The Sight of Your Site: Why Quality Photos Matter (Pt. 1)
In this two-part series, we're going to examine the significant role that photos play on your website and provide some tips on how you can use photos to improve the site experience for your audience. In part-one, we'll review your options as a site owner and provide resources for those on a smaller budget. For part-two, we'll take a deeper dive for those who have invested, or plan to invest, in their own equipment to produce professional photos themselves.
Why is website photography important?
You’ve probably heard the phrase, “A picture says a thousand words.” Well, it’s true. Studies have proven that the brain interprets visual information directly, whereas spoken or written words must be interpreted or decoded. Some site owners don’t seem to grasp this concept and fail to budget for a professional photographer, believing that stock photos and iPhone snapshots can achieve the same results.
Now don’t get me wrong… The iPhone has a great camera and, in the right hands, can produce very nice photos. Most stock photos available these days are captured by professional photographers who make their living licensing the photos they shoot. But while there are great stock photos available, selecting the proper ones for your site requires skill and finesse.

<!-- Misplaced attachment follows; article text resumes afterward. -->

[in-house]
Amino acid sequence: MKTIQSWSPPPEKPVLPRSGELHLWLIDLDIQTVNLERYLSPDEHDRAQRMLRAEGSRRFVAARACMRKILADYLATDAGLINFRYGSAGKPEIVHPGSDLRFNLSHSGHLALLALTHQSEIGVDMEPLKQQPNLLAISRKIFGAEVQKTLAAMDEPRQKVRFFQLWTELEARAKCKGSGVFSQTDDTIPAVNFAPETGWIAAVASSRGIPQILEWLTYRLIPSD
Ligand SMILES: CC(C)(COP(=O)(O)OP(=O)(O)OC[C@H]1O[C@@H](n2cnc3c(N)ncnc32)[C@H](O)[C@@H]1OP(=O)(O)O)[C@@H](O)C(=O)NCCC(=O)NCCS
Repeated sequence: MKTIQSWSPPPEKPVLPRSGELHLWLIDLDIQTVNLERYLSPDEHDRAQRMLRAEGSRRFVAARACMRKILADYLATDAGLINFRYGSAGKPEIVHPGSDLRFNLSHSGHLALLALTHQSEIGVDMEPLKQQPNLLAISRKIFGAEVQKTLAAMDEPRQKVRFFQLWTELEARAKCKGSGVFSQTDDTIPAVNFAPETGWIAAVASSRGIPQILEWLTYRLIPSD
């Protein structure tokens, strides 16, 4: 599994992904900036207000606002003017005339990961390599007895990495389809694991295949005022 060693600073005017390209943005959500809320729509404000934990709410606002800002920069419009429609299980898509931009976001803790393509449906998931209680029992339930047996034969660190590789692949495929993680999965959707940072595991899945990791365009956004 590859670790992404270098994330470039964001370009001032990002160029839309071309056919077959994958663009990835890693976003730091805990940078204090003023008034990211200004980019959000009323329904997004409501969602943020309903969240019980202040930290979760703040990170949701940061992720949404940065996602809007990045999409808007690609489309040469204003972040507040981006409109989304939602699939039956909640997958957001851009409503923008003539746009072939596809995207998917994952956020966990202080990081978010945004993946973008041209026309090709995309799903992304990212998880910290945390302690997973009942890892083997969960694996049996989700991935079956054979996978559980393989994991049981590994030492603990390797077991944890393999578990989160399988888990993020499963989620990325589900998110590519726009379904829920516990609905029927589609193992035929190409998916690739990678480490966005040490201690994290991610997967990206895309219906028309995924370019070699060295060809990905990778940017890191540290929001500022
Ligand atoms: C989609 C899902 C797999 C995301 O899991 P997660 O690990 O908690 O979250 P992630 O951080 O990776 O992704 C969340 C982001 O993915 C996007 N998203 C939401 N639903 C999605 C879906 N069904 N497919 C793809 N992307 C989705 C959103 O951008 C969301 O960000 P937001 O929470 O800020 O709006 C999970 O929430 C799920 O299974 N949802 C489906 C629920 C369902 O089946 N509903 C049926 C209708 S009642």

Pictures tell a story and this happens whether you intend for them to or not. Site owners should place just as much, or heck, even more, emphasis on a page’s photographs as they do its text. To help prove this, give this little experiment a try. Ask a friend if they’ll give you their opinion on a website. Pull up your favorite news site on your phone and hand it to them. Count to 5 then take the phone back and ask your friend what they recall from the site. In most cases, the answers will be primarily be related to the site’s photos.